And craftily, with suggred words him sild.

When golden-haird Apollo furth did glance,
His amber loks furth throwes irradiant beams
And one the esterne waves begins to daunce
To murm'ring musick of the roaring streams
The Muses for to welcome home their Syre
From coutche and secreit Cell did furth retayre

Their daylie morning progres is to vew
The sacred streams of Aganippe well
Whoes murmur like sweet lullabies furthdrew
Old Morpheus from out his quiet cell
Who had the babe with slumbring sleip bereft
Whom young Kalander at the fontane left.

These sacred Virgins when they did espye
The babe; sad fear made all their beautie fade
Fearing discoverie by sum wantone eye
But vewing well the beautie of the Mayde
They vewd admiring and admird the sight
Their sight bred wounder, wounder bred delight.

Such beautie rare till then they nere had fein
But feard it was sum stolne virginitie
Wheir with theme selfs so spotles pure and clein
They wold not thus defyle in infamie
But instruments the Fates did them ordaine
Of pleasure, lyfe perplexitie, and paine.

For pitie them forbad of creueltie
Unto this harmeles helples innocent
Wherefor with grave advise and modestie
The Muses all in uniforme consent
Brings up the babe, with care full observation?
In vertue, grace, and heavnly meditatione.

The sacred Muses that in vertue shone.
As if they well had knowne the Fates decreit
Unto the infant wold a name impone
A name conforme, and to her meritts meit
So that a correspondence might be knowne
Betuixt her name, and her hid Fate unshowne.

And dyueing then with drops divyne her heid
Fair Lissa or Laissa thay her cald
A proppre name for her mishaps indeid
Who subject was to daungers many sold
For Lissa is asmuche to say as rage
Wheirin no force her furie could asswage.

When with the Musses she remaind weell neir
While she did rune of fyifteine yeares the race
Evne for the love which they to her did beir
Eache one of them indued her with a grace
But lo these gifts made her envyd of all
Thus love brought gifts, gifts hate, and hate her fall,

Yea to the fair Laissa in her birth
The heavns wer all affect'd so ferventlye
Looking with myld aspect upon the earth
In th' horoscope of her nativitye
That all the gift of grace, and goode perfection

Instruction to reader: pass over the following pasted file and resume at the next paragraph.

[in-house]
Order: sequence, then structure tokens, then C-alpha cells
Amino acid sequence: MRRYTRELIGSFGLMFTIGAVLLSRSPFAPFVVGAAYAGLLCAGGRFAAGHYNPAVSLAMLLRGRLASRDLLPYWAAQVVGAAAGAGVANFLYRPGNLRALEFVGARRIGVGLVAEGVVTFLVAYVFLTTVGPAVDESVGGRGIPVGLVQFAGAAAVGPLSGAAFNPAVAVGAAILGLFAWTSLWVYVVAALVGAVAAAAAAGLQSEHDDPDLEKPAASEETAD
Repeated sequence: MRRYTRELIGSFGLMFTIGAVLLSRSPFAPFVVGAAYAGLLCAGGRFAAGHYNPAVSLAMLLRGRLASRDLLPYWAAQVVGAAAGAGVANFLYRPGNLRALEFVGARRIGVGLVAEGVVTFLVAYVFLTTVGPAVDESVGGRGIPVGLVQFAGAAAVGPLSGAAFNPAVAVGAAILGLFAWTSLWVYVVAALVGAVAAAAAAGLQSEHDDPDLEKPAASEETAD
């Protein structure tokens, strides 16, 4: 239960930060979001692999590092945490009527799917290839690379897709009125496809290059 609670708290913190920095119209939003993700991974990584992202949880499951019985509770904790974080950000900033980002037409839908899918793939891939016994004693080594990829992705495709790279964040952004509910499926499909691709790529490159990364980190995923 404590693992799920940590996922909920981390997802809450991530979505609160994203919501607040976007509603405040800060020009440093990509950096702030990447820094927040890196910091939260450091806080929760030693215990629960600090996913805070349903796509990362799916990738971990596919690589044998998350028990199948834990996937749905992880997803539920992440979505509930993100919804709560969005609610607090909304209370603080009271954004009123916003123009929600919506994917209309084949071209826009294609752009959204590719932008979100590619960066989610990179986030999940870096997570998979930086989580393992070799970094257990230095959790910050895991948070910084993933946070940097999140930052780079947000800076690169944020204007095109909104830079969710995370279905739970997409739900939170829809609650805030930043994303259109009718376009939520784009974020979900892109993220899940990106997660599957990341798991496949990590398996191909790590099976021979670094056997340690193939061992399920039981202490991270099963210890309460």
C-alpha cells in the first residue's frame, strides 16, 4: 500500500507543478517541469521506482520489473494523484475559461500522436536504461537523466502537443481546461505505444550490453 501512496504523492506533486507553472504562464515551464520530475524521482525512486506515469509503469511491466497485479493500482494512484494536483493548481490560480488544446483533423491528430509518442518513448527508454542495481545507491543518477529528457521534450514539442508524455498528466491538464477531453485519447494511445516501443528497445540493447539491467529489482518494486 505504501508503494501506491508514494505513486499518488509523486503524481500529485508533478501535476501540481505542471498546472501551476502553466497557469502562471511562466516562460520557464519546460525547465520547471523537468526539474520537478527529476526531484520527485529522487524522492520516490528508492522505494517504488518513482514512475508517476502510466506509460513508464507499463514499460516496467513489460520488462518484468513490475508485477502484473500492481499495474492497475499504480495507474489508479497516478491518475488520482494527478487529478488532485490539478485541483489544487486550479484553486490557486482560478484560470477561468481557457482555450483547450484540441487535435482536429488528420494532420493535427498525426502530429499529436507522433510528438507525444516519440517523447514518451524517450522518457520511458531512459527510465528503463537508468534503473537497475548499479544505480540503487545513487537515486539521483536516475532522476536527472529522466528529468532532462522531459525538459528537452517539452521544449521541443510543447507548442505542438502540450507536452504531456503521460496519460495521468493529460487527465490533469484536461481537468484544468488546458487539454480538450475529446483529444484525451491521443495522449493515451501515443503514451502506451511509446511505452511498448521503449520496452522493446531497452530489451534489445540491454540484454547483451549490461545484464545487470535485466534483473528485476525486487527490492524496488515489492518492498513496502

They pourd on her most beautifull complection.

Her face was lyke the sky bothe cleire and fair
Her cheeks as whyt with vermeil red did show
Lyke roses in a bed of lillies rare
Whill they ambrosiall odours from them throw
Feiding the gaizers sense with double pleasure
Such force his beauties all-celestiall treasure.

In whoes bright eyes tuo lyvelie lamps did flame
That dairted beam's lyik lightning blasts of thunder
Cupid tho blind still ayming at the same
Thousands of shafts he sende but with great wounder
She breks his wantone dairts with awfull yre
And with dreid majestie she quensh'd has fyre

The Graces one her ey-lid's seem'd to sitt
Under the shadow of her bending browes
Her goldin treases couriouslye was knitt
With Pelicans of pearle, and silver doves
These hair lyke goldin weir one evrye pairt,
Servd as a nett for the beholders hart.

Her yvorie forhead was a table fair
Wheir Loves triumphs were cunninglie ingrapht
All goodnes, honor, dignitie was their
In vertues treasure litle hade she left.
She was the mirrour of celestiall grace
That can not be outrune with tyme swift pace.

And yow might sie that alwayes when she spak
Sweit words lyik dropping hony she wold shed
Tuo rainge of pearle with rubies tuo wold brak
The words betuix them softlye whill they fled
Which made sweit silver sound's whoes noy sent furth
Wold deadlie sadnes move to amarous mirth.

And yet her humble and submissive mind
Was never movd with hellishe pryde to rise
But why should I, poore I, descrybe her kind
Which to expres no mortall can devise
Nor can I preis to paint furthe such a feature
Least skilles I should wrong so fair a creture.

Fair Imps of beautie whoes bright shining eyes
Adorn the solid Earth with heavnlie light
Ov'r your great conquest do not tyraneize
Though yow subdue all by your seemlie sight
But with Laissaes meiknes be content
And grace your beautie with that ornament.

To your fair selfs her fairnes first apply
Her courtesie her meik and humble mind
Tempred with grace and goodly modesty
It seemd those vertues tuo did strive to find
The highest place and stryveig but for dewtie
Eache uther helps and but augments her bewtie.

While as the Muses see her vertues rare
Her beautie wisdome modestie and all
Surmounting them so farr that evriwhere
They feard her fame should once procure their fall
Wheirfore they seike with witt, craft, slight and wrath,
Her infamie, her woe, her wrak, her death.

And waiting still occasione when they may